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Publication numberUS2938874 A
Publication typeGrant
Publication dateMay 31, 1960
Filing dateJun 20, 1956
Priority dateJun 20, 1956
Publication numberUS 2938874 A, US 2938874A, US-A-2938874, US2938874 A, US2938874A
InventorsRosinski Edward J
Original AssigneeSocony Mobil Oil Co Inc
Export CitationBiBTeX, EndNote, RefMan
External Links: USPTO, USPTO Assignment, Espacenet
Preparation of phosphate-containing alumina gels
US 2938874 A
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Description  (OCR text may contain errors)

Edward J. Rosinski, Almonesson, N.J., assignor to Socony Mobil Oil Company, Inc, a corporation of New York No Drawing. Filed June 20, 1956, Ser. No. 592,485

9 Claims. (Cl. 252-437) This invention relates to a process for the formation of porous, adsorptive inorganic oxide gels which contain alumina and which are characterized by an appreciable content of phosphate. More particularly, the present invention is concerned with the preparation of phosphatecontaining alumina hydrogels and with the preparation of porous adsorbent products obtained upon removal of water from said hydrogels.

Various methods have heretofore been proposed for preparing compounds comprising a combination of aluminum and phosphorus. Thus, phosphate-containing aluminum materials have been used as catalysts in the synthesis of organic amines by vapor phase catalytic interaction of alcohols with ammonia. Combinations containing phosphate and aluminum, such as aluminum phosphate, have also been used in accelerating various types of reactions among organic compounds and particularly in accelerating and directing olefin polymerization reactions. The foregoing combinations of aluminum and phosphate have generally been employed in catalytic reactions in the form of irregularly shaped particles or in the form of pellets produced by extrusion, casting, or the like. The use of particles in spheroidal form olfers several advantages, particularly when the product is employed as a catalyst or catalyst component for the conversion of petroleum hydrocarbons or as an adsorbent or treating or refining agent. Thus, spheroidal particles permit more uniform packing in a reaction or contacting zone and thereby reduce variations in pressure drop and in channeling of reactants or fluids through only a portion of the contact bed. In addition, spheroidal particles are more resistant to attrition, particularly in moving bed processes since there are no sharp edges to break or wear oif during the necessary handling and processing.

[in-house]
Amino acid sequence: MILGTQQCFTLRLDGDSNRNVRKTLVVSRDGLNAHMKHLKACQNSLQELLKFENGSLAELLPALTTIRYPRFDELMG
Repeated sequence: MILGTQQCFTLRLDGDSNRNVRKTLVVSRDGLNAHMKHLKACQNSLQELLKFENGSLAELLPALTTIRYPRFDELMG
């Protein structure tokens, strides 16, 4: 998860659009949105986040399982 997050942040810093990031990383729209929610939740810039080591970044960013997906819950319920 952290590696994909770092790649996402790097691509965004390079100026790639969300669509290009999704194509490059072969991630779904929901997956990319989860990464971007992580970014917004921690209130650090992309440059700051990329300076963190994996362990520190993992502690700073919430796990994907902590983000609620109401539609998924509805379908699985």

One of the principal objects of the present invention is the provision of a process for preparing phosphatecontaining alumina hydrogels of high solids content which can be washed or otherwise subjected to wet processing, i.e., contacted with aqueous media without undergoing appreciable disintegration. Another object is to afford a method for producing phosphate-containing alumina hydrosols characterized by a short time of gelation. A still further object is the provision of a process for manufacturing phosphatecontaining alumina hydrogels in the form of spheroids of such stability that they may be washed free of water-soluble matter and dried to form hard, porous adsorbent particles.

The above and other objects which will be apparent to those skilled in the art are achieved in accordance with the present invention wherein true all-embracing hydrogels consisting of alumina or comprising alumina as the principal metal oxide constituent and containing a substantial amount of phosphate are prepared by reacting in aqueous solution a water-soluble basic aluminum salt and a water-soluble ammonium acid phosphate to yield a phosphate-containing alumina sol which sets to an allembracing hydrogel having a pH between about 3 and about 5, and thereafter treating the hydrogel so obtained nited States Patent 2,938,874 Patented May 31, 1960 in a basic medium to render the hydrogel resistant to disintegration upon contacting with aqueous media. The hydrogel may thereafter be contacted with such aqueous treating solutions as are desired for density control, baseexchange, impregnation, or the like, finally water-washed free of soluble matter, and dried. When the resulting phosphate-containing alumina gel is to be used as a catalyst or catalyst support, it is generally calcined at an elevated temperature between about 800 F. and about 1400" F.

It is emphasized that the present process is directed to a method for preparing true hydrogels as distinguished from gelatinous precipitates. It has heretofore been taught that the presence of electrolyte salts in the desired 7 alumina hydrogel forming mixture has the detrimental efiec't of coagulating the aluminum ions in the form of an irreversible gelationous precipitate and not in the form of true hydrogel. The gelatinous precipitates so produced are incapable of being formed into desired spheroidal particles by introduction thereof in a waterimmiscible liquid and, further, have disadvantages of being structurally weak as compared with true hydrogels and of generally possessing a heterogeneous structure in comparison with the homogeneous structure achieved with true hydrogel formation. In accordance with the present invention, it has now been discovered that the presence in the alumina hydrogel-forming mixture of an ammonium acid phosphate under the conditions hereinafter set forth does not serve to coagulate the reactants in the form of a gelatinous precipitate but, on the contrary, permits the formation of a true hydrogel which, after being aged under the conditions set forth hereinbelow, can be subjected to extensive washing without undergoing disintegration and thereafter dried and, if desired, calcined.